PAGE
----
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Preparing Your Kids for a Car Ride

Getting small children prepped and ready to travel is like preparing to mobilize a small army – a very sticky, Pop Tart and granola bar fueled army.  Except that armies are organized.  And disciplined.  And capable of following orders.  OK fine, so army was a bit of a stretch.  More like a gaggle.


Reporting for duty

A well oiled, cohesive unit they certainly are not.  Hauling everyone down to Target may not be the same as shipping out for Afghanistan, but the logistics involved in moving this unruly bunch from point A to point B are equally impressive at times.  At least that’s what I tell myself.  Also, a stroll through a war zone sounds rather relaxing compared to the conflict erupting in my back seat over control of the DVD player.  One is demanding to see Frozen for the 743rd time while Two refuses to budge on The Lego Movie.  Three could potentially end the deadlock, however since her chair was flipped around, she’s just thrilled to be looking at anything that isn’t the back of a seat.  The movie debate is almost never settled amicably, but it’s amazing how quickly a decision can be reached when threatened with the alternative – Mom’s music.  Argument settled.  Disaster averted.  Let’s get this show on the road!

Wait, what?  Just where exactly have we been all this time?  Sorry.  I forgot to mention that the aforementioned was taking place with all 4 wheels still planted firmly in the garage.  I’ll back up a bit.  How is it that all 3 children came to be securely fastened inside our people mover, ready to begin this journey?  Prepare yourself.  Such a feat is almost never accomplished without at least some yelling (me) and/or tears (them).  OK, the tears are mine too.  Shut up.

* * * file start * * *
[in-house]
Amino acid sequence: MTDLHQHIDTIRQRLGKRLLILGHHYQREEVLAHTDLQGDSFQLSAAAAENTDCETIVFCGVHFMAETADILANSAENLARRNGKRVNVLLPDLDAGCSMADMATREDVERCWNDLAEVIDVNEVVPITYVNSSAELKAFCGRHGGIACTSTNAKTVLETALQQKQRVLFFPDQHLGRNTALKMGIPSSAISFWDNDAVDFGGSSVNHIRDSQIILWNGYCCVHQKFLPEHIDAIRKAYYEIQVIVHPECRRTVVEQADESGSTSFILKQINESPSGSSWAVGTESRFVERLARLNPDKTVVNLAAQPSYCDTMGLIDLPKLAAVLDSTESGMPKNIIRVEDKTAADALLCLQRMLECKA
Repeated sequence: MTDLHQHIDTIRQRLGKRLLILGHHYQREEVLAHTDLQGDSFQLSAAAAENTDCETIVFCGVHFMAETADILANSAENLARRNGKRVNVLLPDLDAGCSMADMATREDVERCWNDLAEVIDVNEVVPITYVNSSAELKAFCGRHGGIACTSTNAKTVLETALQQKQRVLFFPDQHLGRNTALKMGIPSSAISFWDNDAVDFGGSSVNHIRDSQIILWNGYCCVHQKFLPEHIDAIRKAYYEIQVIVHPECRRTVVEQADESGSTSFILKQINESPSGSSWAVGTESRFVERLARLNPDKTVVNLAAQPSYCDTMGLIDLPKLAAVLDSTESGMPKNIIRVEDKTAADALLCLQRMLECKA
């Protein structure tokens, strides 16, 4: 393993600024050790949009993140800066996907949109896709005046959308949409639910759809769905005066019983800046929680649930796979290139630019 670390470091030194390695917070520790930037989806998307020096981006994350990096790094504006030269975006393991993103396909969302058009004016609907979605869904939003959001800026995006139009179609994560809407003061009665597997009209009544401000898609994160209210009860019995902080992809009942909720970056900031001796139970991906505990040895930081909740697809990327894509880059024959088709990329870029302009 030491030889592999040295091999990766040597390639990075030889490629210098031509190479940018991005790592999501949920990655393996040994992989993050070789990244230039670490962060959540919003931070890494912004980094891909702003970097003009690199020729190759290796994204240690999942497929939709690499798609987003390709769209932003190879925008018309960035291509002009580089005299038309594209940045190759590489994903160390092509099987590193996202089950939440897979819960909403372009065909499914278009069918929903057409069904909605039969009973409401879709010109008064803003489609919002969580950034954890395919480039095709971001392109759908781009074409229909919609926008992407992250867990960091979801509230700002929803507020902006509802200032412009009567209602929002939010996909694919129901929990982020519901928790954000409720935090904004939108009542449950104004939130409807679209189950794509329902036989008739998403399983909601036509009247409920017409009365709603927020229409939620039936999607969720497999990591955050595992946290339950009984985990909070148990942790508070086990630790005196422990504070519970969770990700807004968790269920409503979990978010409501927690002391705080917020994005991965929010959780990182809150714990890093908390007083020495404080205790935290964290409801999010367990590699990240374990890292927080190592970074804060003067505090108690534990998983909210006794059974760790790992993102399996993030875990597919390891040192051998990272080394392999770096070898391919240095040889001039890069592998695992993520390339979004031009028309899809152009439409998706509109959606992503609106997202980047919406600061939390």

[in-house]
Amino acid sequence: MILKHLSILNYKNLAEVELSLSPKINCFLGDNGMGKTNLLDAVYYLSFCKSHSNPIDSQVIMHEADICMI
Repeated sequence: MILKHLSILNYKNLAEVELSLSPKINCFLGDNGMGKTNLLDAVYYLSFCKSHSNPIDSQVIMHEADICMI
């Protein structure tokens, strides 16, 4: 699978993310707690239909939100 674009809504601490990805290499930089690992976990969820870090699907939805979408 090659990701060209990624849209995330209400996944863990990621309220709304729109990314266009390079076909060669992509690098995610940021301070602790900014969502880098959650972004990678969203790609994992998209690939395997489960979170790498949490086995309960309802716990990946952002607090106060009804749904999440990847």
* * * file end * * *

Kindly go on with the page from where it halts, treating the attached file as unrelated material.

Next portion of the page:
First order of business:  shoes.  You know, those things you put on your feet literally every time you leave the house?  You wore them yesterday, and the day before that, and the day before that.  You get the idea.

Me:  “One and Two, find your shoes!”

With a groan, they muster a cursory glance of the area presently occupied by their tiny bodies before quickly giving up.

Kids:  “We can’t find them!”

Me:  “You just had them yesterday, what happened to them?”

Kids:  “They’re lost!”

Me:  “Sigh”

Here’s the thing about my kids – the closer an object is to them in time and space, the more disconnected they become from its whereabouts.  That cool toy they saw at the store we visited on vacation 3 years ago?  I’m still reminded at least weekly of  its existence and the urgent need to return there so that they can acquire it.  In case you were wondering, Two wore his green dinosaur shirt that day.  And saw a chipmunk in the parking lot.  The toy they were just playing with this morning?  No idea.  It might as well be in Narnia.

Anyway, we’re looking for shoes, which have inexplicably vanished.  I walk in to survey the room.

Let me just take this opportunity to express how thankful I am that we don’t live in an area populated by large numbers of venomous snakes, or the local ER would be ordering anti-venom by the tanker truck just to keep my oblivious children alive.  If those 4 shoes had been deadly serpents, I would certainly have entered to see One and Two lying lifeless on the floor, for at their feet were the very shoes which managed to evade their earlier search.  At least we found them.